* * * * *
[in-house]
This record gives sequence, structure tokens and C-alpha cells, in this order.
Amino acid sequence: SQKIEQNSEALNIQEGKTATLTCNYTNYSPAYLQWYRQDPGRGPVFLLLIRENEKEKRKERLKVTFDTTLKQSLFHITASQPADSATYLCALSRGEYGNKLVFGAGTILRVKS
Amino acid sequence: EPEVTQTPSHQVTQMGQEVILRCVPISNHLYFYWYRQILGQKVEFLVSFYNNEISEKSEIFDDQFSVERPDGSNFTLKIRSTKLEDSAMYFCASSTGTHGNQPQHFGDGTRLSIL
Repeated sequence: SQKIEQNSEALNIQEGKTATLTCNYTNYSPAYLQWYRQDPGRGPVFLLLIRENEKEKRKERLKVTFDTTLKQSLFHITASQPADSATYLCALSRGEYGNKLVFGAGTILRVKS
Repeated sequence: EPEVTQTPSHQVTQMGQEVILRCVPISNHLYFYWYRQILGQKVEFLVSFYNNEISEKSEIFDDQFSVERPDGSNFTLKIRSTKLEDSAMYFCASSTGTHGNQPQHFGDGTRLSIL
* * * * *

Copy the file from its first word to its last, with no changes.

[in-house]
This record gives sequence, structure tokens and C-alpha cells, in this order.
Amino acid sequence: SQKIEQNSEALNIQEGKTATLTCNYTNYSPAYLQWYRQDPGRGPVFLLLIRENEKEKRKERLKVTFDTTLKQSLFHITASQPADSATYLCALSRGEYGNKLVFGAGTILRVKS
Amino acid sequence: EPEVTQTPSHQVTQMGQEVILRCVPISNHLYFYWYRQILGQKVEFLVSFYNNEISEKSEIFDDQFSVERPDGSNFTLKIRSTKLEDSAMYFCASSTGTHGNQPQHFGDGTRLSIL
Repeated sequence: SQKIEQNSEALNIQEGKTATLTCNYTNYSPAYLQWYRQDPGRGPVFLLLIRENEKEKRKERLKVTFDTTLKQSLFHITASQPADSATYLCALSRGEYGNKLVFGAGTILRVKS
Repeated sequence: EPEVTQTPSHQVTQMGQEVILRCVPISNHLYFYWYRQILGQKVEFLVSFYNNEISEKSEIFDDQFSVERPDGSNFTLKIRSTKLEDSAMYFCASSTGTHGNQPQHFGDGTRLSIL